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A fond farewell for Trade Aid

The national closure of Trade Aid’s retail arm has prompted a wave of warm reflections from the staff volunteers who have served in the Masterton store over the last 37 years.

Trade Aid marks its 50th anniversary this year, and the Masterton store opened on November 2, 1986 – the 22nd in the network.

Over the years, its location has changed a few times, opening firstly in Centrepoint Mall, then 52 Queen St, where it remained for 17 years.

Other Queen St locations included sojourns at number 96, a brief return to 52 Queen St in 2012, and lastly in 2022 to its current location at number 98.

The heart of Trade Aid has always been about helping artisans and farmers in developing countries to overcome unfair trade barriers and get a fair price for their work.

Over the years, Trade Aid Masterton has had many volunteer retail assistants and helpers, without whom the store would not have been able to operate.

One of the youngest has been Megan McCaffrey, just 14 when she came on board.

Starting out at the back of the store, Megan was motivated to make a change in her community. But she found her decision to “give back” had personal benefits as well.

“I have retail skills now, and I’ve met people outside of Trade Aid that I really would not have spoken to,” she said.

“I started out doing vacuuming – you’ve got to start somewhere. Then I started doing stock takes and out the back doing labelling. There’s a lot of behind the scenes stuff I learned, and open and closing the shop.

“Even in a small way, you feel like you are making an impact somehow.”

Another volunteer, Alice Williams, has been involved in the Masterton store from its inception in 1986.

A love for retail and a belief in fair trade were her driving reasons – and, as the mother of four, volunteering gave her an interest outside of the home as well.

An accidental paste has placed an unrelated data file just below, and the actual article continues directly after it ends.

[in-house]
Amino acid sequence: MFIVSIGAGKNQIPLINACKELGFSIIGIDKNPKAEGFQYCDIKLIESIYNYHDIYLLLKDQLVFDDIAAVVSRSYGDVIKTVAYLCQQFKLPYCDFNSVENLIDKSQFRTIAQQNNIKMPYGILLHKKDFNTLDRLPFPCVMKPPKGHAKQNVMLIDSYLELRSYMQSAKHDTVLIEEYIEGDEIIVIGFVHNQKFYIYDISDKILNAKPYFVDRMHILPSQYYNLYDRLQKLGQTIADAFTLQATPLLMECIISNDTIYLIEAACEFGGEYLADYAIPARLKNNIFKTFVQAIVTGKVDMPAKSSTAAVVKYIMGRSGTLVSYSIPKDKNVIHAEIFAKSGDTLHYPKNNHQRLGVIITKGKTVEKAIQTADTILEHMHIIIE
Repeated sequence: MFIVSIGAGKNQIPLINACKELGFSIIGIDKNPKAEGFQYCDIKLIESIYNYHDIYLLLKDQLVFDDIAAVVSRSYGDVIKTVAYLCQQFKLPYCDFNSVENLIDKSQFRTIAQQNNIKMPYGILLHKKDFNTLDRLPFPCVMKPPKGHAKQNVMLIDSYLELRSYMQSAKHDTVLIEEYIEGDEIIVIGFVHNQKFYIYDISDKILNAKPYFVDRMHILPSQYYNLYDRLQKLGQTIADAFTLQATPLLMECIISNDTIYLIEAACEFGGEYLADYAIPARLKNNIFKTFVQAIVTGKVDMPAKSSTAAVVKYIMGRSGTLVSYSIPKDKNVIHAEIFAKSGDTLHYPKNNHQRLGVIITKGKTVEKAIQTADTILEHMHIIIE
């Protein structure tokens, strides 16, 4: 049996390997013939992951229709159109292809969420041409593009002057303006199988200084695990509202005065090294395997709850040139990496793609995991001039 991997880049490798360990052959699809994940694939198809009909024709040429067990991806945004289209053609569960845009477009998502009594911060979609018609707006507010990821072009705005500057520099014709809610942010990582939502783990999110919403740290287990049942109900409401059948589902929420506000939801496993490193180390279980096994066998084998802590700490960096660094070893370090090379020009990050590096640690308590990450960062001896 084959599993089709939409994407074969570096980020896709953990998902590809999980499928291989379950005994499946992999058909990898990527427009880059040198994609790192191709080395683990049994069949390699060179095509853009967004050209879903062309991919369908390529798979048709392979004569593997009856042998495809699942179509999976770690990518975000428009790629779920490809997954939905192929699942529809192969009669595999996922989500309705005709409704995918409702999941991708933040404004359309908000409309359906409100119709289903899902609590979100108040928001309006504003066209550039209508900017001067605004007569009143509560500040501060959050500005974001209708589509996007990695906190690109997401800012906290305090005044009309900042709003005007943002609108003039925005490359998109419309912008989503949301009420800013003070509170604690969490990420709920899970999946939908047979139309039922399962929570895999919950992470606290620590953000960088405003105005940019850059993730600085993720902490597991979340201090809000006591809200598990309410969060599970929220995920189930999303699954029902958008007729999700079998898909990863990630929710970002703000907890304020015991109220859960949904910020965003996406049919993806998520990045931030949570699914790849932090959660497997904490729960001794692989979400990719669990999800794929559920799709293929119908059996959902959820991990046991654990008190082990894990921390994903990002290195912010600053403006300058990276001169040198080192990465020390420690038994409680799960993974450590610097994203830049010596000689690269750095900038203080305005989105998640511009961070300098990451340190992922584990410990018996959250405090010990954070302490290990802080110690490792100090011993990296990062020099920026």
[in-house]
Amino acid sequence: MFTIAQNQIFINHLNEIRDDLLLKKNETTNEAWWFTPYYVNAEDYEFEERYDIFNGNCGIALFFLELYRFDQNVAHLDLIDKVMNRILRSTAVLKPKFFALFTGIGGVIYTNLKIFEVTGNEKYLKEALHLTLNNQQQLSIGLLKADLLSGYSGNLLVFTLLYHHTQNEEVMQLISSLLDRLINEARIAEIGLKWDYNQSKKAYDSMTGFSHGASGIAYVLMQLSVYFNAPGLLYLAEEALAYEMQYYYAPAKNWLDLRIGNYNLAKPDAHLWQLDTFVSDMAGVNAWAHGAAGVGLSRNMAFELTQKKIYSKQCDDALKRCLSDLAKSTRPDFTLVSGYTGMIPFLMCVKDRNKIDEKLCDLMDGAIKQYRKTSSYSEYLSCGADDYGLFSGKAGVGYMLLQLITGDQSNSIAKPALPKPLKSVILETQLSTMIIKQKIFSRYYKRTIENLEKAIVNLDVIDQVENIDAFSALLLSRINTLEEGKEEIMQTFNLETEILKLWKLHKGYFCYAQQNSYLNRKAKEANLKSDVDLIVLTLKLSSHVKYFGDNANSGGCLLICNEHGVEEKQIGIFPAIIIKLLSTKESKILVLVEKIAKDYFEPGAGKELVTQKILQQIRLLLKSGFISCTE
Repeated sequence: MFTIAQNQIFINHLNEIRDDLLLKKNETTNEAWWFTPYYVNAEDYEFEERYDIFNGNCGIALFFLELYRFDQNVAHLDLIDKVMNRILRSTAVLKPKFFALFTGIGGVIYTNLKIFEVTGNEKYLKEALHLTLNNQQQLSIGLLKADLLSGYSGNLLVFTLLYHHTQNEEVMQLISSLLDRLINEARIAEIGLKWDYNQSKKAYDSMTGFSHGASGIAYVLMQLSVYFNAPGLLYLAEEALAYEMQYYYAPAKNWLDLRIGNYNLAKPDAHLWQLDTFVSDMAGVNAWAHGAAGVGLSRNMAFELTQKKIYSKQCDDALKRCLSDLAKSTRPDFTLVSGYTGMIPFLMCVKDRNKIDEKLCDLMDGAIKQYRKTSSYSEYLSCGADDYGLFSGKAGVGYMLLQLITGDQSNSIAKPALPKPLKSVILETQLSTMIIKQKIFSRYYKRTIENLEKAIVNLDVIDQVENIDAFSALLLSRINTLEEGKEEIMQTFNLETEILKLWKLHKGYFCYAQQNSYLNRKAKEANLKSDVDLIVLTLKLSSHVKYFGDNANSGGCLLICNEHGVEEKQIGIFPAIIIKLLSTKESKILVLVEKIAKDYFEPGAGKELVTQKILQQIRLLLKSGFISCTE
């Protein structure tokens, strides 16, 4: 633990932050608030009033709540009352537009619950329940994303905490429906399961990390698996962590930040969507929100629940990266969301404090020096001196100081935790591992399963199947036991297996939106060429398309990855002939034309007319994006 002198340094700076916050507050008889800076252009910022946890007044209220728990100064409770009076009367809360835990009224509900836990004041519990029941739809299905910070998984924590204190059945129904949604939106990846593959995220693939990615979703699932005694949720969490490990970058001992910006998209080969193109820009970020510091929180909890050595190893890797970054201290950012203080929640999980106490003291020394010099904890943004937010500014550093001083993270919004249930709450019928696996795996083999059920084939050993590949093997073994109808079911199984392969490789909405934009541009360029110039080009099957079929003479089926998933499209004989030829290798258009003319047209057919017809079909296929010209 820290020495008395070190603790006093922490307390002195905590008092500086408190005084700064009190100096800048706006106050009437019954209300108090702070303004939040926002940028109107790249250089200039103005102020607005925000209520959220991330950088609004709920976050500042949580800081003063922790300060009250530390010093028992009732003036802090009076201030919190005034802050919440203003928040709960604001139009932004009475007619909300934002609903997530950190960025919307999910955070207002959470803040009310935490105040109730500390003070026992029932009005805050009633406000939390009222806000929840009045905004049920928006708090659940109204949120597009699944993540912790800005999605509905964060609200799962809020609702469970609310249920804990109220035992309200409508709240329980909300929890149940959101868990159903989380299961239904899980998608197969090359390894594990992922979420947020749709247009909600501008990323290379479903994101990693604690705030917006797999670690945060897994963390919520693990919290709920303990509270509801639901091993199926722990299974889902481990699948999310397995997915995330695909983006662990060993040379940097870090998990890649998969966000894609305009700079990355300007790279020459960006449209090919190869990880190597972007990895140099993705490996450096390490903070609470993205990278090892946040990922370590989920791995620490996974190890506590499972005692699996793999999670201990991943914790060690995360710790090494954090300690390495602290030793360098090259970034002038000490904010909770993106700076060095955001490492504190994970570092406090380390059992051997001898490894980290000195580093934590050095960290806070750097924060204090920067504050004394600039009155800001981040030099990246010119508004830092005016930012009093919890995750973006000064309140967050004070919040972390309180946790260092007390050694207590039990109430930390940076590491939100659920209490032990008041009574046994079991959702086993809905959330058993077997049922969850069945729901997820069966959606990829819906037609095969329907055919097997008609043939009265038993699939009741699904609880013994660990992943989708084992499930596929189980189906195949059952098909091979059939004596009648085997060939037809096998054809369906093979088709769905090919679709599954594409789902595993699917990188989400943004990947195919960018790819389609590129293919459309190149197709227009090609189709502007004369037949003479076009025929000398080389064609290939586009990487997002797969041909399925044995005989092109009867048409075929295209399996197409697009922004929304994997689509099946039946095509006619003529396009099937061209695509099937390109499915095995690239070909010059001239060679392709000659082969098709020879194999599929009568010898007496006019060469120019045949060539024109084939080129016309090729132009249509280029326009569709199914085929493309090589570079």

Alice later became one of Trade Aid’s educators, talking to schools and community groups about fair trade.

She rejoined the volunteer crew recently on retiring. “The volunteers have been a small group who have come to know each other very well and appreciate each other’s company.”

Each Trade Aid store was governed locally by a board of trustees, which bought stock from the group’s headquarters in Christchurch.

The organisation has supported thousands of artisans and farmers in 25 countries.

After the stores close, Trade Aid will continue selling products online and focus on its successful wholesale coffee business.

The chairman of the Masterton Trade Aid trust, Tim Bannatyne, said he wanted to thank the many people who had volunteered their services over the years, and the many Wairarapa customers who choose to support fair trade.

Erin Kavanagh-Hall
Erin Kavanagh-Hall
Erin Kavanagh-Hall is the editor of the Wairarapa Midweek. She has been a journalist for the past 10 years, and has a keen interest in arts, culture, social issues, and community justice.

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